The day before yesterday I travelled up to Leighton Buzzard in Bedfordshire to meet a very interesting chap who’d invited me to come and take a look at his old bike. The fellows name is Nik Fisk and the bike in question is a Triumph engined drag bike called Shotgun built in the late sixties. Nik invited me over having made contact via the blog as he was very interested in commissioning a picture of Shotgun. I’d read about this particular bike in Classic Bike magazine and had also, unwittingly, taken a photograph of Nik pushing it around the paddock at a Dragstalgia meeting at Santa Pod Raceway a couple of years ago. Our email exchange put all of these bits of information together and I leapt at the chance to go and take a look at this bit or drag racing history and meet the man himself. Hence I spent a very interesting, amusing and pleasurable Saturday afternoon standing in the driveway of a house in the village of Podington, where the bike actually lives in Nik’s mates Gordon’s garage.
As the sun beat down we devoured home made sandwiches, supped tea, bantered a good deal and admired this wonderful machine. Nik was more than happy to fill me in on the long and varied history of the bike while Gordon, who does most of the spannering on it, elaborated on various technical points and added another layer to our rather humourous discussion. It was fantastic and the guys were wonderfully enthusiastic and knowledgable about both the bike and their experiences of the vintage drag race scene here in the UK.
So this is now my next project. I’m going to have a go at doing a picture of the bike for Nik that he can use in his promotional armoury as he shows it as well as rides it. I’ll gather up my facts and tell you more about this lovely old bike and its life in a subseqquent post but, for now I just wanted to share a couple of pictures of it because it’s a real beauty.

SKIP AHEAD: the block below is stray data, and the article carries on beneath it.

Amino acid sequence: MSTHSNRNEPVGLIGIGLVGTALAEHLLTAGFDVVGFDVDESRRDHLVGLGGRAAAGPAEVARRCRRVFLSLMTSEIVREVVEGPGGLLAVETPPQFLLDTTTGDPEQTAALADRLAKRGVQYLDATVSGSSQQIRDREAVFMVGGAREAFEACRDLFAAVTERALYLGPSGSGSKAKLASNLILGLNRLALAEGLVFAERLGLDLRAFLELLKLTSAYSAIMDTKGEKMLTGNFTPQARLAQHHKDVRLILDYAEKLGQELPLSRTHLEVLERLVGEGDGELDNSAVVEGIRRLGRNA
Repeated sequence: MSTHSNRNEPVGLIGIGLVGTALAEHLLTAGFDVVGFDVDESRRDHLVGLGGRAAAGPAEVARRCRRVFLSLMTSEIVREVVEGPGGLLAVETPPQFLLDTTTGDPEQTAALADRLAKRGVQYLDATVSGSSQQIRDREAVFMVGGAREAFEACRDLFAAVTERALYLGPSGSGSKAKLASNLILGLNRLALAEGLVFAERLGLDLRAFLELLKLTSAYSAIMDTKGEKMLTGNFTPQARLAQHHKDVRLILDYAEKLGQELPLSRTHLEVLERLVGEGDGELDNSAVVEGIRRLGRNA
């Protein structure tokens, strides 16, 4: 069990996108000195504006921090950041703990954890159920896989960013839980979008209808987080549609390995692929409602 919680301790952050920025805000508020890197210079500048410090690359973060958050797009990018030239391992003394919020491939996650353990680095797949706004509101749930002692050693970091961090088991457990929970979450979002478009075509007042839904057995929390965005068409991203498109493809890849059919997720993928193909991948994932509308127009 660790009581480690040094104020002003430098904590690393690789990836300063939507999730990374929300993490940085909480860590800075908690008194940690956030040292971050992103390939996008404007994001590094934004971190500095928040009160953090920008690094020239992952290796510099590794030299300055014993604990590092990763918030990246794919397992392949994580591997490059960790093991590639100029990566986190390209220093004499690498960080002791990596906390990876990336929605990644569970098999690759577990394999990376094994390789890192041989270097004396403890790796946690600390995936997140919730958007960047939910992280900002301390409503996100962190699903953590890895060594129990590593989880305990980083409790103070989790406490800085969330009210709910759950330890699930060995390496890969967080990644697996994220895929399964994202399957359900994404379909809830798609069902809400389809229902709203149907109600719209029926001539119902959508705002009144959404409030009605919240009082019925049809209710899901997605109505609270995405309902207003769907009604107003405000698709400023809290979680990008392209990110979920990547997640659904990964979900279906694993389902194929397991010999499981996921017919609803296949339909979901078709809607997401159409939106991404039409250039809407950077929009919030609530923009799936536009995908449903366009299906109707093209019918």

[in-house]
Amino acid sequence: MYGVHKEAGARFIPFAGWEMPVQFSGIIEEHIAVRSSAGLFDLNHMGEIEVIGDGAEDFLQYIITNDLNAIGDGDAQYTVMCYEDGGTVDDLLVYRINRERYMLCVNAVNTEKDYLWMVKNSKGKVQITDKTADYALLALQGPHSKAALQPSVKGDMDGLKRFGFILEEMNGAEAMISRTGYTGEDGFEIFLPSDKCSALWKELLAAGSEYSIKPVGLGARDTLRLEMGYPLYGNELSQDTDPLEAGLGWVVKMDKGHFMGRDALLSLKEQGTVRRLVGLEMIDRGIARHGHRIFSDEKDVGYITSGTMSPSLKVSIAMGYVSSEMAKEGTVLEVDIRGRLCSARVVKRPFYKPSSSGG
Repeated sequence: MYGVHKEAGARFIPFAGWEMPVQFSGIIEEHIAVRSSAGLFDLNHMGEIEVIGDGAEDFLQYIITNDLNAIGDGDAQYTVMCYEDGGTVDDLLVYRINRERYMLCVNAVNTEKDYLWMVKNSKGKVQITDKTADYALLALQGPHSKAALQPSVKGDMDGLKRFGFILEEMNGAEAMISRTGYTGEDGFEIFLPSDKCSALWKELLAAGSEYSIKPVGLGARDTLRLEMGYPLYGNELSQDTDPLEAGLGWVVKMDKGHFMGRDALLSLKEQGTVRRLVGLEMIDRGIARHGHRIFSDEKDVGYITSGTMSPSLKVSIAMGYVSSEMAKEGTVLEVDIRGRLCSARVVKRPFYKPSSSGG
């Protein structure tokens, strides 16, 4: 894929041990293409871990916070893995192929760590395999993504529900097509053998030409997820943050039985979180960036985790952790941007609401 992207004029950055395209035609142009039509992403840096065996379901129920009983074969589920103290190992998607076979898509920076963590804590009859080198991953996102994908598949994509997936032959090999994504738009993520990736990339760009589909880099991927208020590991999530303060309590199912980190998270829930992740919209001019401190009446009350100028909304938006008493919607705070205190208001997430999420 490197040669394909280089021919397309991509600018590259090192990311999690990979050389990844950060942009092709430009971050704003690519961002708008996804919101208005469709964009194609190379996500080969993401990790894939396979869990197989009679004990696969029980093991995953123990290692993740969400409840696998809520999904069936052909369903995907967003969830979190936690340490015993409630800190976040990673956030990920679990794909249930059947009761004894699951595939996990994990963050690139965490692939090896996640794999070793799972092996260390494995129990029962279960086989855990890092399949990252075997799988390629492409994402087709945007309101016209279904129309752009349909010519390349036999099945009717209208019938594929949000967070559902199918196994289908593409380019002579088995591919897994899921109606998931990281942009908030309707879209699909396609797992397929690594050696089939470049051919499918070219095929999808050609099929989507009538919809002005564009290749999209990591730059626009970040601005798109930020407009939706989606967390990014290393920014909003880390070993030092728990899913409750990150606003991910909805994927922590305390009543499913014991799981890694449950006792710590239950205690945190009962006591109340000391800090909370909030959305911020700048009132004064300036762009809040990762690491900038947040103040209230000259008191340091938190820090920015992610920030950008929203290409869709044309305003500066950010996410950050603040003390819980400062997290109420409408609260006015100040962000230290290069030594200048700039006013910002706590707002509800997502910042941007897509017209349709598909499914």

My thanks to Nik and Gordon for such a great day, I hope I can do their faith justice.
Applying the thousands of ink dots that make up the shadow areas in the “Slugger” picture featured in the previous post, got me thinking about what the image would look like if it was in colour. This short period of playful thought led to the creation of this second image based on the same drawing. It seemed like a fun idea to start by turning the bike into a street machine, but something built for short sprints like dashing between sets of traffic lights. So it needed lights, some different handlebars and a license plate, all fairly easy to include. It also felt right that it should be brightly coloured, a reflection of the exuberance of the activity it was created for.
So the main body of the picture employs the watercolour and pen technique used a good deal lately. I love the way it gives the pictures such a punchy look, almost jumping off the page and into your eyeballs. I so liked the dotted tyre shading from the last version I kept it in, contrasts nicely with the grey.